The New Secretary of State and the American Jewish Family Saga

Pick
Jan. 27 2021
About Ruth

Ruth R. Wisse is professor emerita of Yiddish and comparative literatures at Harvard and a distinguished senior fellow at Tikvah. Her memoir Free as a Jew: a Personal Memoir of National Self-Liberation, chapters of which appeared in Mosaic in somewhat different form, is out from Wicked Son Press.

Yesterday, Congress confirmed Antony Blinken to the position of secretary of state. Ruth R. Wisse recalls how, nearly 40 years ago, she became acquainted with his grandfather, M.H. Blinken, who had read an article Wisse had written that mentioned his father, Meir Blinken (or Blinkin), “a Yiddish writer of short fiction, quite well known in New York in the 1910s.” M.H. had attempted to convince Wisse to produce a translation of some of Meir’s work—something “he needed . . . for his sons and grandchildren who would otherwise never understand where they came from.” Reflecting on four generations of Blinkens, Wisse is brought to mind of the short story “Four Generations, Four Wills” by the great Yiddish author Y.L. Peretz:

The patriarch Reb Eliezer leaves a Yiddish handwritten will, brief and judicious, taking for granted that his family will act in its spirit. His son Benjamin’s greater business success calls for a much longer formalized Yiddish document that spells out all his expectations of responsible succession that can no longer be assumed. His successor wills—in Polish—that a telegram should summon his only son from Paris and bequeaths a large sum to the Society for Assisting the Poor that is to feature the donor’s family name. Finally, the Parisian son writes an unsigned note taking his leave of the world.

How sharply this tale of deterioration contrasts with the Blinken saga, as though to highlight the difference between the Jewish experience in Poland and in America! Here the first generation was similarly followed by a son’s rise to wealth—but the subsequent generations rose ever higher in personal fulfilment and public service. As against Peretz’s version, Maurice Henry’s three sons . . . served in the military, married, and raised families, and under the Clinton administration, two of the brothers became U.S. ambassadors, Donald to Hungary, and Alan to Belgium. Now Donald’s son Antony, of the fourth generation, may he enjoy long years, has been nominated to be Joseph Biden’s secretary of state. How indeed has America proved to be the goldene medine, the golden land of Jewish immigrant dreams.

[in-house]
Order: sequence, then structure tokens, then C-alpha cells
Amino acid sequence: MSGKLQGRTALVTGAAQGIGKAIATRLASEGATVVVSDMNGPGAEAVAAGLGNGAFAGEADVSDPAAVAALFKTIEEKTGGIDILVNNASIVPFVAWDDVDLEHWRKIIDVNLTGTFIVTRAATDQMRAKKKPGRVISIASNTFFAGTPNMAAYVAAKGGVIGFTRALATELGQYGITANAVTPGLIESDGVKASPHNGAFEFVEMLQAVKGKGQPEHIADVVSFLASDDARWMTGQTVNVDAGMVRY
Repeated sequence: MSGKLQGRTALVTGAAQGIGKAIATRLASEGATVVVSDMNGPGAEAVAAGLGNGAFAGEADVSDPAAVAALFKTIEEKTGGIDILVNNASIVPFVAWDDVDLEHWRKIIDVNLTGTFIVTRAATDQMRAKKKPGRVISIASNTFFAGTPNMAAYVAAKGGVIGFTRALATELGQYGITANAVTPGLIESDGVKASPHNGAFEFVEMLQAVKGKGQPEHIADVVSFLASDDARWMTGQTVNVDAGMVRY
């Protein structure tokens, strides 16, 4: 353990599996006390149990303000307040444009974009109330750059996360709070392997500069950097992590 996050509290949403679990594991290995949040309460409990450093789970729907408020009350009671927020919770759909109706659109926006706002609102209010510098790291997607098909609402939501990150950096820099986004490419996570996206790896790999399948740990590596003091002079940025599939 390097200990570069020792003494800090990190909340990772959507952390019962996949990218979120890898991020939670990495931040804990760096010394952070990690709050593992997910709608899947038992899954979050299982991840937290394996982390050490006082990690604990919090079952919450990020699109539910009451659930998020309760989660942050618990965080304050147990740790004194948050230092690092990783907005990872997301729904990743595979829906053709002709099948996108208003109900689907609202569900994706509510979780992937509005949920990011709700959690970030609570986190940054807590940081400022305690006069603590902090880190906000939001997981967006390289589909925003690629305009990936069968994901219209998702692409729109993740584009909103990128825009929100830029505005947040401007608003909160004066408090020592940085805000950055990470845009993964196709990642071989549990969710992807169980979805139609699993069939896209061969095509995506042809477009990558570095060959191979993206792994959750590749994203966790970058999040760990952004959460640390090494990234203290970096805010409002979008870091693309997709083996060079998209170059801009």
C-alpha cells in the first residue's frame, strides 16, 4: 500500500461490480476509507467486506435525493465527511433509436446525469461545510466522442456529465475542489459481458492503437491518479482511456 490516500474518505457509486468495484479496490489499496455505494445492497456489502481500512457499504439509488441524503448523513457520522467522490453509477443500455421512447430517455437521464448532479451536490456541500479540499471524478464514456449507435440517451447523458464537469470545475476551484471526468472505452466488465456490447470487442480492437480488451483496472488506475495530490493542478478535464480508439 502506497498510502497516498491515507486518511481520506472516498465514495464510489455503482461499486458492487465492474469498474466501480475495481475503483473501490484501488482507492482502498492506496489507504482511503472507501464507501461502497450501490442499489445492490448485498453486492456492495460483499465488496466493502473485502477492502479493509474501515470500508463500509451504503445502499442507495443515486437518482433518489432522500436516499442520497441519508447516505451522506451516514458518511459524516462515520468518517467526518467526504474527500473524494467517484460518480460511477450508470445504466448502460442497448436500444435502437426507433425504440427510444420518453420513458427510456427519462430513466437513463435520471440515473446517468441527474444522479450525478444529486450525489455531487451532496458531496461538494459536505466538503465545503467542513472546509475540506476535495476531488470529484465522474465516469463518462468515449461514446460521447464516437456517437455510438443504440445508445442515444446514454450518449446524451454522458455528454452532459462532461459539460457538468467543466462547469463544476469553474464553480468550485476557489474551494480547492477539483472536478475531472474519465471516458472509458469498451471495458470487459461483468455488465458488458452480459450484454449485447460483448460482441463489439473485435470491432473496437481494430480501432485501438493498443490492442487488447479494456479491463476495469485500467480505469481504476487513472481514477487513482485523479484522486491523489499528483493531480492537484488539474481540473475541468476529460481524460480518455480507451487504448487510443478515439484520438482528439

Yet is that how Peretz would have seen it, or M. H. himself? What about the golden chain of Jewish tradition? Was it just as a shelf showpiece that Maurice wanted his father’s stories translated, or did he hope that it would help his family to remain Jews? Does American success require the death of Jewishness, or does the Jewish story prove that religious freedom, ethnic pluralism, and democratic association inspire minorities to thrive?

Read more at Commentary

More about: American Jewish History, Antony Blinken, I.L. Peretz, Yiddish literature

Iran’s Calculations and America’s Mistake

There is little doubt that if Hizballah had participated more intensively in Saturday’s attack, Israeli air defenses would have been pushed past their limits, and far more damage would have been done. Daniel Byman and Kenneth Pollack, trying to look at things from Tehran’s perspective, see this as an important sign of caution—but caution that shouldn’t be exaggerated:

Iran is well aware of the extent and capability of Israel’s air defenses. The scale of the strike was almost certainly designed to enable at least some of the attacking munitions to penetrate those defenses and cause some degree of damage. Their inability to do so was doubtless a disappointment to Tehran, but the Iranians can probably still console themselves that the attack was frightening for the Israeli people and alarming to their government. Iran probably hopes that it was unpleasant enough to give Israeli leaders pause the next time they consider an operation like the embassy strike.

Hizballah is Iran’s ace in the hole. With more than 150,000 rockets and missiles, the Lebanese militant group could overwhelm Israeli air defenses. . . . All of this reinforces the strategic assessment that Iran is not looking to escalate with Israel and is, in fact, working very hard to avoid escalation. . . . Still, Iran has crossed a Rubicon, although it may not recognize it. Iran had never struck Israel directly from its own territory before Saturday.

Byman and Pollack see here an important lesson for America:

What Saturday’s fireworks hopefully also illustrated is the danger of U.S. disengagement from the Middle East. . . . The latest round of violence shows why it is important for the United States to take the lead on pushing back on Iran and its proxies and bolstering U.S. allies.

Read more at Foreign Policy

More about: Iran, Israeli Security, U.S. Foreign policy